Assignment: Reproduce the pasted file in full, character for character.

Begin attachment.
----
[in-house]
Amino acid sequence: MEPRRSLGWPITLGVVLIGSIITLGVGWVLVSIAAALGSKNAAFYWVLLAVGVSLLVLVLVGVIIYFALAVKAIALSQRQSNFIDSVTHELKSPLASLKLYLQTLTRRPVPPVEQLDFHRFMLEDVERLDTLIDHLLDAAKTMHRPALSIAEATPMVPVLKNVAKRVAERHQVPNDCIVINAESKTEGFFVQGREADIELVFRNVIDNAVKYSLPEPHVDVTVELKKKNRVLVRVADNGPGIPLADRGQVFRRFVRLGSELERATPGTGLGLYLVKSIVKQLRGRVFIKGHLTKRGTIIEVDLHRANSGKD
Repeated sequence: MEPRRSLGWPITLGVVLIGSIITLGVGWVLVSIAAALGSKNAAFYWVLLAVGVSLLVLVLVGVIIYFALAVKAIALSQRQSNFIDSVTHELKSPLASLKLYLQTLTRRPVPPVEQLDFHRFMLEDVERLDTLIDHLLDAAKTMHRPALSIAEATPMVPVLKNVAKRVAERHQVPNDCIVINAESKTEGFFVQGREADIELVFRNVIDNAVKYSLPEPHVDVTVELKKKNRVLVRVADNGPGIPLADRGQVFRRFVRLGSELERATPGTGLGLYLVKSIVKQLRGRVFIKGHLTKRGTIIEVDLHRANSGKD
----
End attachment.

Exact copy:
[in-house]
Amino acid sequence: MEPRRSLGWPITLGVVLIGSIITLGVGWVLVSIAAALGSKNAAFYWVLLAVGVSLLVLVLVGVIIYFALAVKAIALSQRQSNFIDSVTHELKSPLASLKLYLQTLTRRPVPPVEQLDFHRFMLEDVERLDTLIDHLLDAAKTMHRPALSIAEATPMVPVLKNVAKRVAERHQVPNDCIVINAESKTEGFFVQGREADIELVFRNVIDNAVKYSLPEPHVDVTVELKKKNRVLVRVADNGPGIPLADRGQVFRRFVRLGSELERATPGTGLGLYLVKSIVKQLRGRVFIKGHLTKRGTIIEVDLHRANSGKD
Repeated sequence: MEPRRSLGWPITLGVVLIGSIITLGVGWVLVSIAAALGSKNAAFYWVLLAVGVSLLVLVLVGVIIYFALAVKAIALSQRQSNFIDSVTHELKSPLASLKLYLQTLTRRPVPPVEQLDFHRFMLEDVERLDTLIDHLLDAAKTMHRPALSIAEATPMVPVLKNVAKRVAERHQVPNDCIVINAESKTEGFFVQGREADIELVFRNVIDNAVKYSLPEPHVDVTVELKKKNRVLVRVADNGPGIPLADRGQVFRRFVRLGSELERATPGTGLGLYLVKSIVKQLRGRVFIKGHLTKRGTIIEVDLHRANSGKD